Saturday, May 12, 2012

The Carbon Footprint Fanatic

"How Bad Are Bananas?  The Carbon Footprint of Everything" by Mike Berners-Lee  Greystone Books   232 pages   $16.95

I picked this book up to make  a stab at learning what the hell carbon footprints actually are.  But I had great difficulties understanding anything in it.  I am math challenged and it's not old age - I have always used a calculator to balance my checkbook. 

The author has a set formula at the top of whatever he's talking about (paper vs. plastic bags) like this:  12 g co2e = carbon burned making a recycled paper bag.  80 g co2e is th amount used to make a "virgin" paper bag, like a department store bag. 

Paper bags have to be heavier, thus one has two to four times the carbon footprint of an equivalent plastic bag.  He should have told the City of Los Angeles, which is moving steadily to ban all plastic bags, that.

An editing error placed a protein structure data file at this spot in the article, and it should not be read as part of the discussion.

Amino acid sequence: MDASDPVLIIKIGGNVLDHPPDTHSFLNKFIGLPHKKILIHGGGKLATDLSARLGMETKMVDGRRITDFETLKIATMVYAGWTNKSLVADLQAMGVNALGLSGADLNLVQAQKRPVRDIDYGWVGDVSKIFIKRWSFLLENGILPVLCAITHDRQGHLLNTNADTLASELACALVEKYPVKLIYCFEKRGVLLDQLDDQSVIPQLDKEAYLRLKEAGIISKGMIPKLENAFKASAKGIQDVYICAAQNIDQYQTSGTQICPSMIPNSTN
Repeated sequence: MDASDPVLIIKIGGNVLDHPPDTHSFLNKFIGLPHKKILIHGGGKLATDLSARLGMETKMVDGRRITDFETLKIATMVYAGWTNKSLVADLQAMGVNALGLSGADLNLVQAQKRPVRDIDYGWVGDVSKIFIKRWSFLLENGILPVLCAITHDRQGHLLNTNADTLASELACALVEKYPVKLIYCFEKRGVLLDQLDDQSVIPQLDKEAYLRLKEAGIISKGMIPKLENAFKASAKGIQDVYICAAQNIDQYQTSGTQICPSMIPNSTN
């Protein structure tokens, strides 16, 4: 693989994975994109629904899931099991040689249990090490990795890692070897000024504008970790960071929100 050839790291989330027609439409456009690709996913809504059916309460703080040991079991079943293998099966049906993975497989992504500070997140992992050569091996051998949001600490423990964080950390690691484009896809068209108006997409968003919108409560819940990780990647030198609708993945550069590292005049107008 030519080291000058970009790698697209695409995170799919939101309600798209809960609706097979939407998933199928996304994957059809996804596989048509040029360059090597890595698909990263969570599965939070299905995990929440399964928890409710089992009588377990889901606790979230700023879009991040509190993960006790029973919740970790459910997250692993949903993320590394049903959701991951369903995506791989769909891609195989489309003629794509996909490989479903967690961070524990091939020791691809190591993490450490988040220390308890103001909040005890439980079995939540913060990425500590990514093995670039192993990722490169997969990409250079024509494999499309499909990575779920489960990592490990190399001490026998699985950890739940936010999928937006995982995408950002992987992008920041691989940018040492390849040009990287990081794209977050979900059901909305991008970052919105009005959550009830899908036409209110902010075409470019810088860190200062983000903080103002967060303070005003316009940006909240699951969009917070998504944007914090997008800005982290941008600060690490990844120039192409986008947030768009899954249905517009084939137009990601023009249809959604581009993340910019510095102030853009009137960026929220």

The book's chapters are divided into weights - the least used is under 10 grams (sending a text message, walking through a door, drying your hands) and the biggest is one million tons which would be a volcano, the World Cup, a forest fire, a war.

He posits that carbon is like money and it can't be managed well unless you understand it. 

I can tell you that he believes a single red rose could have the same climate change impact as almost 10 lbs. of bananas.  What a rose has to do with bananas or carbon footprints/climate change, I couldn't begin to tell you.  I believe the more transport required to move the product (roses or bananas) is the source of the carbon footprint.  At least I got that part of it right.

I think...

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